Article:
Typhoon Haiyan which devastated Philippines this November with the highest wind speed reaches about 310 Km/h is the strongest tropical cyclone ever measured. And it is the third typhoon that directly hit the Philippines in just the last 12 months. The speculation that our world's climate change plays the major role about the formation of this storm. Well, your avid Kwentologist and few bits of science is here to help. Like most interesting things, science about the supertyphoon Haiyan (Yolanda) is somehow complicated.
Different Words But Describes Just a Single Thing
First, let me tell you about some important glossary for this kwento. Typhoons, cyclones, and hurricanes are different names but all are the same thing. It's the location that determines for what they call. Atlantic they called it hurricanes, South Pacific they called it cyclones and at the North Pacific they called it typhoons.
Tropical cyclones, a powerful rotating storms that form over tropical waters. They form in some special set of condition and the most important of which is warm ocean water. Now, many meteorological data shows that Haiyan traveled along Pacific waters at higher-than-average temperatures at the surface. But maybe more importantly according to a global temperature monitoring project called ARGO. Waters of the Philippines a hundred of meters below the surface were unusually warmth—3° celsius above average.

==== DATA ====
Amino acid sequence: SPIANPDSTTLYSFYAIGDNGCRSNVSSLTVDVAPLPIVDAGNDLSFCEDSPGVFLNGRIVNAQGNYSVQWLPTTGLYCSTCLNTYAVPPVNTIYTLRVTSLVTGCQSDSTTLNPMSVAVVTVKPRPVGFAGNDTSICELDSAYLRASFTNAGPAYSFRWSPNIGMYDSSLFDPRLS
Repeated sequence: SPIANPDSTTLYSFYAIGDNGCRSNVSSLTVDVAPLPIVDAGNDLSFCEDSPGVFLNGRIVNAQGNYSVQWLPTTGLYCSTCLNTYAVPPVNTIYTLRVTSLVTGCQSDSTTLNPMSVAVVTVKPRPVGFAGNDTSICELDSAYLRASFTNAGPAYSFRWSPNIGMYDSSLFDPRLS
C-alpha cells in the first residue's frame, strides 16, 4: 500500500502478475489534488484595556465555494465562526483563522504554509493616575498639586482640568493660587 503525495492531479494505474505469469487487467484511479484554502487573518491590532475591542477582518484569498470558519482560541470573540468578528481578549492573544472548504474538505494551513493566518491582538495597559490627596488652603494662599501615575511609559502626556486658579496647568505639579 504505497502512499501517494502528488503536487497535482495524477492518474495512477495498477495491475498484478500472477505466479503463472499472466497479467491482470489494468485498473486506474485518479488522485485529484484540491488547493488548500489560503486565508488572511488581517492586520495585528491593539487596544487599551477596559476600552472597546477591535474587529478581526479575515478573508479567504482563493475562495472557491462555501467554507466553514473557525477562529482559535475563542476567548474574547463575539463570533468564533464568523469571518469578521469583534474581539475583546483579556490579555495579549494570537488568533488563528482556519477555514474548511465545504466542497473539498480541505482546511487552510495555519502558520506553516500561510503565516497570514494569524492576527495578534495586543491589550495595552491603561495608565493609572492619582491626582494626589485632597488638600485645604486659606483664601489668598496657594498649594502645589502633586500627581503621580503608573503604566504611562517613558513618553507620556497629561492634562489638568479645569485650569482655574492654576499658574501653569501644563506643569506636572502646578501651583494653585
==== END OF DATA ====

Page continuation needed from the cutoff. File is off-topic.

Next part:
Too Hot H20 and Climate Change
This is the important clue because tropical cyclones get its energy from the evaporation of water from the ocean surface. That's why low pressures are form from the warm water in the first place. But as the cyclone stirs the cooler-deeper water up to the surface. That evaporation slows and help the storm to cut off. Knowing that water is unusually warmed. The storm losses that off switch and it's just get stronger. So warmer water do enables stronger cyclones. But climate change expected to amplify another force of nature.
The Purpose of Wind Shear
Wind shear, that is when wind blows in different angles and at different altitude. This help the storm to break up before it becomes too large. In addition to being warm, this year we often seen more wind shear. Which actually served to delay the hurricane and typhoon season by about a month. In the case of Haiyan, the wind shear happened to taper off at a time when a storm system was sweeping over those warm deep waters this is one of those things they called the "Perfect Storms".